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April 16, 2021

When you’re out on an adventure, a walkie talkie is an excellent tool to keep in touch with other people in your party. But when you’re talking on your device, you want to know the walkie talkie lingo to sound like you know what you’re doing.

People who use walkie talkies and short wave radios have come up with some lingo over the decades to communicate succinctly and clearly. Although walkies use radio waves to transmit sound, the sound’s quality may not be as clear as you’re used to on a smartphone.

Walkie talkie lingo creates short messages so that no information is lost in transit. When traveling in rural areas – out in the woods or on the slopes – a walkie talkie system is the best way to keep your party connected, which is why it's important to learn how to talk on a walkie talkie.

If you want to sound like an expert next time you take to the airwaves, here are six ways to display professionalism when using walkie talkie lingo.

1. Come In?




 

Starting a transmission on your walkie talkie and identifying who you’d like to speak with is integral to clear communication. With a group of walkies on the same radio waves, you must identify the person you’re talking to, or confusion may ensue.

Use the phrase, “Come in?” to ensure that the recipient hears you. To let people know who you’re calling, you should use the phrase, “Anthony for Muriel,” if you’re Anthony and you’re calling for Muriel. This helps others easily understand both who is calling and who is receiving.

2. Go Ahead




 

You can then say something like, “Go for Muriel,” giving Muriel a chance to speak.
If you’re not sure who is calling you, you can always use the phrase, “Go ahead,” which tells the recipient that they are free to speak and you will listen.

3. Affirmative and Negatory




 

There are a few key phrases that can make walkie talkie communication much more straightforward. Small words like “yes” or “no” may get lost in a crackly transmission, so people who use walkie talkies say “Affirmative” for positive responses and “Negatory” for a negative response.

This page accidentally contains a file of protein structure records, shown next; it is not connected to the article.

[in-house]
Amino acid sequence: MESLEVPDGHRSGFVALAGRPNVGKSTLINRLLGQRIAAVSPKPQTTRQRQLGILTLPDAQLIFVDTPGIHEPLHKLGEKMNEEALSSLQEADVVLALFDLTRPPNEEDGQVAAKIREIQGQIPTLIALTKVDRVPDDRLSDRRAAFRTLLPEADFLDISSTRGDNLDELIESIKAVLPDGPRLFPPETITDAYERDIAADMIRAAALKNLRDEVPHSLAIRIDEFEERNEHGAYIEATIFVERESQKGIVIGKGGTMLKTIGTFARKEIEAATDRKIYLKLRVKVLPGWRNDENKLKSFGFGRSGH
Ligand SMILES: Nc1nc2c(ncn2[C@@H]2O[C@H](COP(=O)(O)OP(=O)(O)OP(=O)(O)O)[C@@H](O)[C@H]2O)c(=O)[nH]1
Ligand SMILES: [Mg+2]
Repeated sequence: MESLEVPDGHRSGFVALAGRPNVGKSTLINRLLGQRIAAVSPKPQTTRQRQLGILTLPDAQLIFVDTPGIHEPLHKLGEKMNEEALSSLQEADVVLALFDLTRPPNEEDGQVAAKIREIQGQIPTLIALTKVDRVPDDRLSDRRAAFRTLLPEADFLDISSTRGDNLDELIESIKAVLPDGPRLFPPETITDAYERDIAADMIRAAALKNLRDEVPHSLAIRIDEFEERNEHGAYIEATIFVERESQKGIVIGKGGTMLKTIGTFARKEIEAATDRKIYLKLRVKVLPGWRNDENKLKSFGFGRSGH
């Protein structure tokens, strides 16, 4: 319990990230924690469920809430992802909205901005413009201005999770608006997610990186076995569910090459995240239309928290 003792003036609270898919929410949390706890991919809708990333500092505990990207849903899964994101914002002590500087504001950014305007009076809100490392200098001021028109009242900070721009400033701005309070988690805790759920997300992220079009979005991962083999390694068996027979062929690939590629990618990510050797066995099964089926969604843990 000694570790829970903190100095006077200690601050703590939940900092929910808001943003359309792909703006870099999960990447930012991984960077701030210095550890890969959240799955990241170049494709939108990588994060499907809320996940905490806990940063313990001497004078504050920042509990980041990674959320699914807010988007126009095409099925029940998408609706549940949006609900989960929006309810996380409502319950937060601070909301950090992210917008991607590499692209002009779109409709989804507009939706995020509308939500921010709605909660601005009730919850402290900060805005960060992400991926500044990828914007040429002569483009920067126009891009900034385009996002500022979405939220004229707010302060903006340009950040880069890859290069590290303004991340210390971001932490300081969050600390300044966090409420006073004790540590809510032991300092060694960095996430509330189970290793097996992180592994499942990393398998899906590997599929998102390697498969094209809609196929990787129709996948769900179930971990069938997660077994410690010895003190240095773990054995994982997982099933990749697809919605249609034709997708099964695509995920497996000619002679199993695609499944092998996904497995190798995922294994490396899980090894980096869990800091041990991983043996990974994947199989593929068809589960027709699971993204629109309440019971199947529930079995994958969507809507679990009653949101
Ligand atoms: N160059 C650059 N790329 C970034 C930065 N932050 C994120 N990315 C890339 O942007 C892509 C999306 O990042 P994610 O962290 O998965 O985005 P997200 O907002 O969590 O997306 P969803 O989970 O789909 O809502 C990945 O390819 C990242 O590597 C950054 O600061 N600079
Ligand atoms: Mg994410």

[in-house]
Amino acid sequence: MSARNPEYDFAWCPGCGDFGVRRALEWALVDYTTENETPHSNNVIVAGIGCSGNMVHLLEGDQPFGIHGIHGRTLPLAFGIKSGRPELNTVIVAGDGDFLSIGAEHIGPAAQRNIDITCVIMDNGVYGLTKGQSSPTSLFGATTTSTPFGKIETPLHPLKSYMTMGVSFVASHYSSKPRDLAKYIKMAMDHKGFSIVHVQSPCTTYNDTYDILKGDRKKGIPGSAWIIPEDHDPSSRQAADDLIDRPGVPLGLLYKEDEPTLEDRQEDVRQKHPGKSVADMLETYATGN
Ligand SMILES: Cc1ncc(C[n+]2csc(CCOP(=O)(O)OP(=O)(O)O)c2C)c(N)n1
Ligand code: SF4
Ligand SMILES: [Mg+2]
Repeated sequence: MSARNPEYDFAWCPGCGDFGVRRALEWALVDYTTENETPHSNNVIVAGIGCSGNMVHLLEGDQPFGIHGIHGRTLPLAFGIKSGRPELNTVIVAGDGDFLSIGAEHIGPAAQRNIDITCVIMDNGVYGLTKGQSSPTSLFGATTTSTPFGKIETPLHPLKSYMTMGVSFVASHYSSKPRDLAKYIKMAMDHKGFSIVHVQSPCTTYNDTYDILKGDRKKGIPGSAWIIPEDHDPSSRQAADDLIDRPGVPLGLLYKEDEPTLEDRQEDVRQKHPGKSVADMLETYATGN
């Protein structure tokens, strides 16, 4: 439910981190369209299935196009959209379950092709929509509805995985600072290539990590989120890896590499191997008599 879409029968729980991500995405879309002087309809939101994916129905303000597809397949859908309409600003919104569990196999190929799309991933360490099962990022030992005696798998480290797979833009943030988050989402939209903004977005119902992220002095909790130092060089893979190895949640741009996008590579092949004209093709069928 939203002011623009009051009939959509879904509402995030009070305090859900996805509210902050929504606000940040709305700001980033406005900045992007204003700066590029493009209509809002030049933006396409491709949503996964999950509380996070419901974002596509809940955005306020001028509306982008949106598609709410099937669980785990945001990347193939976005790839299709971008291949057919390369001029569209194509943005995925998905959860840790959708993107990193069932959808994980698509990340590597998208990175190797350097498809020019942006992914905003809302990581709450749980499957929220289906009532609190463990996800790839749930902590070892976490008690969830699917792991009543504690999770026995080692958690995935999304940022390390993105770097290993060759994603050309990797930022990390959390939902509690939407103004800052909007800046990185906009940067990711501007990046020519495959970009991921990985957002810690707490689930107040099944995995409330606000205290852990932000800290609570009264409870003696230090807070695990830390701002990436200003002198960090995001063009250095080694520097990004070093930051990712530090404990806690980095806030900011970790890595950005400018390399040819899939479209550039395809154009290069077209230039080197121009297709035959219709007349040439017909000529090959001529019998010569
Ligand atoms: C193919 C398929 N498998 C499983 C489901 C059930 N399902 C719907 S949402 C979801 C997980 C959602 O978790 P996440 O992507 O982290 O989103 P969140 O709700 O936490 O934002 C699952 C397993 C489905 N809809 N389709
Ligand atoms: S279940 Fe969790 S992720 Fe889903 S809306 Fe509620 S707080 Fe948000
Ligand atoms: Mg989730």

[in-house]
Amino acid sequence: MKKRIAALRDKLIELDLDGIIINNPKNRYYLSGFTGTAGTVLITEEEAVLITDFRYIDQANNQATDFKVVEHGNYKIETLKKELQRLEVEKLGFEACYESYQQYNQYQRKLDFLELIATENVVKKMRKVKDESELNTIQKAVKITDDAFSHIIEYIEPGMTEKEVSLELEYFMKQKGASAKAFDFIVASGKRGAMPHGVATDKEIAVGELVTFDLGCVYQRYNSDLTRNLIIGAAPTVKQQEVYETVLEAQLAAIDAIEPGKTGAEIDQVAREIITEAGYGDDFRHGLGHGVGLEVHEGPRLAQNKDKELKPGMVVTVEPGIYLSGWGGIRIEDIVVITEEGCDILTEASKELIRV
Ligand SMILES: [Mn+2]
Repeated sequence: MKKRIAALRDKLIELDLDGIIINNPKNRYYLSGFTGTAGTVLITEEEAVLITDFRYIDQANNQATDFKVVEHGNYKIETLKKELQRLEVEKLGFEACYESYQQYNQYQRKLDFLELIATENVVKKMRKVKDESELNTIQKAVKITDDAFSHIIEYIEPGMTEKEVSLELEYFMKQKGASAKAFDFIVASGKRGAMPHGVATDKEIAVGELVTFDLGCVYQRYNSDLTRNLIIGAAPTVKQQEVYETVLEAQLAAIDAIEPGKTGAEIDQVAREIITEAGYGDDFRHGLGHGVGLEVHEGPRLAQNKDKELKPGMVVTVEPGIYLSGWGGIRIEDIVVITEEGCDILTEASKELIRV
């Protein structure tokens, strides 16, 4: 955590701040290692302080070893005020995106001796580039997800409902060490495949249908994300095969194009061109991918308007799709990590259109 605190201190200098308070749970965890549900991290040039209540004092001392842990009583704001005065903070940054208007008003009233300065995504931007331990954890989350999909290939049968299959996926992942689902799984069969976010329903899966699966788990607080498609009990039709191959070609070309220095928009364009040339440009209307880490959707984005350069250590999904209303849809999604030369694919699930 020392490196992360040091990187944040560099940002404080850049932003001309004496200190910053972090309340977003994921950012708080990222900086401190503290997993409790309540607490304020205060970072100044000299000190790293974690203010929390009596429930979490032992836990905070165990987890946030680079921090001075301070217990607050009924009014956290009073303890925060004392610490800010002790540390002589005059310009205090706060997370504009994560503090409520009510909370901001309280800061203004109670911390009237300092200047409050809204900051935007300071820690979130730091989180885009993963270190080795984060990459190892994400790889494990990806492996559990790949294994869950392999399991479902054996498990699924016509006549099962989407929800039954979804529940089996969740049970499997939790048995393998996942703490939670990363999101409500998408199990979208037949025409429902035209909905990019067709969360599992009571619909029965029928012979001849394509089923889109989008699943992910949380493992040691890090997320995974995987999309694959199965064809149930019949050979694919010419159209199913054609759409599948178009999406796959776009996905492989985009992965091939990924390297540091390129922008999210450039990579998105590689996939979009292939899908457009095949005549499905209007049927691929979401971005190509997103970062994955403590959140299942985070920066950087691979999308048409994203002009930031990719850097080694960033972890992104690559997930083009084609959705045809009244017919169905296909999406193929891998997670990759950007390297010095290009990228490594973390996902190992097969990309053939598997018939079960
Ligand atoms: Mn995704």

4. Roger That


During the conversation, some key phrases let the recipient know you understand the message. Most commonly, if the message has been understood, you can say, “Roger that.”

“Disregard,” tells the receiver to dismiss whatever was previously said. “On it” means that you’re engaged in completing the task outlined in the conversation. Meanwhile, “Stand by” tells the receiver that you’re busy and will get back to them.

Finally, if you need to know where the other party is, you can ask, “What’s your 20?”

5. Do You Copy?




 

Sometimes, there will be obstructions that garble your messages. If this is the case, some phrases let your friend know their message hasn’t been received.

“Do you copy?” is a question posed to ensure that you’re hearing everything they’re saying. If you can hear everything, you can respond with “Loud and clear” to let them know that the communication is optimal.

If the message is garbled, say, “Mic check” to suggest that the other person check their walkie talkie or, “Say again?” to ask the speaker to reiterate.

6. Over and Out


As crucial as starting the conversation clearly, finishing the conversation in a definitive manner keeps everyone in the loop. When you’re done transmitting your part of the message, say “Over” to indicate that you’re ready to hear the other person speak.

If the conversation is complete, the word “Out,” lets the other party know you’re going to disconnect. Of course, if you have finished speaking and are disconnecting, “Over and out” is the proper response.

The Last Word




If you and your family and friends spend a lot of time outside as a group or enjoy RVing, two way radio lingo can help you keep in clear communication with each other. Midland Radios Walkie Talkie sets are perfect for an adventuring party because they are durable, easy to use, and reliable.


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